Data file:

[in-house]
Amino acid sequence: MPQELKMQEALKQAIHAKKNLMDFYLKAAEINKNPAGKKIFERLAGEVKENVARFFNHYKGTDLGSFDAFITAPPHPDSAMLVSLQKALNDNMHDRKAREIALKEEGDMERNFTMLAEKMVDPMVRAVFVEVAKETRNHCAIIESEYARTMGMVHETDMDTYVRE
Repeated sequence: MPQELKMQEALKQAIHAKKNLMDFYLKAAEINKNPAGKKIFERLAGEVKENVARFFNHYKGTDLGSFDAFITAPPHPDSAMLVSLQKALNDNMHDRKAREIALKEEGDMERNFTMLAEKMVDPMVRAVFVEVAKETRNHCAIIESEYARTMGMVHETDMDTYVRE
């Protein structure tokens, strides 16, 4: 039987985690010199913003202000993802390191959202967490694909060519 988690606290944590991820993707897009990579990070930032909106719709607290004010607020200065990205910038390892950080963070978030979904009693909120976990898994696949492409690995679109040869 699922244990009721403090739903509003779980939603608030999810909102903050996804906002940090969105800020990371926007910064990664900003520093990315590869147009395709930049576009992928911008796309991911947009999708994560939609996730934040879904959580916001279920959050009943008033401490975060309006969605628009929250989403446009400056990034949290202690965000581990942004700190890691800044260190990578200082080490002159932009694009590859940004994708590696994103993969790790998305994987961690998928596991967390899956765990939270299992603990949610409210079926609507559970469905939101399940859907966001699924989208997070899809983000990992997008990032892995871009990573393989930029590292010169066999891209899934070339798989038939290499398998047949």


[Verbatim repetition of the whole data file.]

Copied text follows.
[in-house]
Amino acid sequence: MPQELKMQEALKQAIHAKKNLMDFYLKAAEINKNPAGKKIFERLAGEVKENVARFFNHYKGTDLGSFDAFITAPPHPDSAMLVSLQKALNDNMHDRKAREIALKEEGDMERNFTMLAEKMVDPMVRAVFVEVAKETRNHCAIIESEYARTMGMVHETDMDTYVRE
Repeated sequence: MPQELKMQEALKQAIHAKKNLMDFYLKAAEINKNPAGKKIFERLAGEVKENVARFFNHYKGTDLGSFDAFITAPPHPDSAMLVSLQKALNDNMHDRKAREIALKEEGDMERNFTMLAEKMVDPMVRAVFVEVAKETRNHCAIIESEYARTMGMVHETDMDTYVRE
């Protein structure tokens, strides 16, 4: 039987985690010199913003202000993802390191959202967490694909060519 988690606290944590991820993707897009990579990070930032909106719709607290004010607020200065990205910038390892950080963070978030979904009693909120976990898994696949492409690995679109040869 699922244990009721403090739903509003779980939603608030999810909102903050996804906002940090969105800020990371926007910064990664900003520093990315590869147009395709930049576009992928911008796309991911947009999708994560939609996730934040879904959580916001279920959050009943008033401490975060309006969605628009929250989403446009400056990034949290202690965000581990942004700190890691800044260190990578200082080490002159932009694009590859940004994708590696994103993969790790998305994987961690998928596991967390899956765990939270299992603990949610409210079926609507559970469905939101399940859907966001699924989208997070899809983000990992997008990032892995871009990573393989930029590292010169066999891209899934070339798989038939290499398998047949």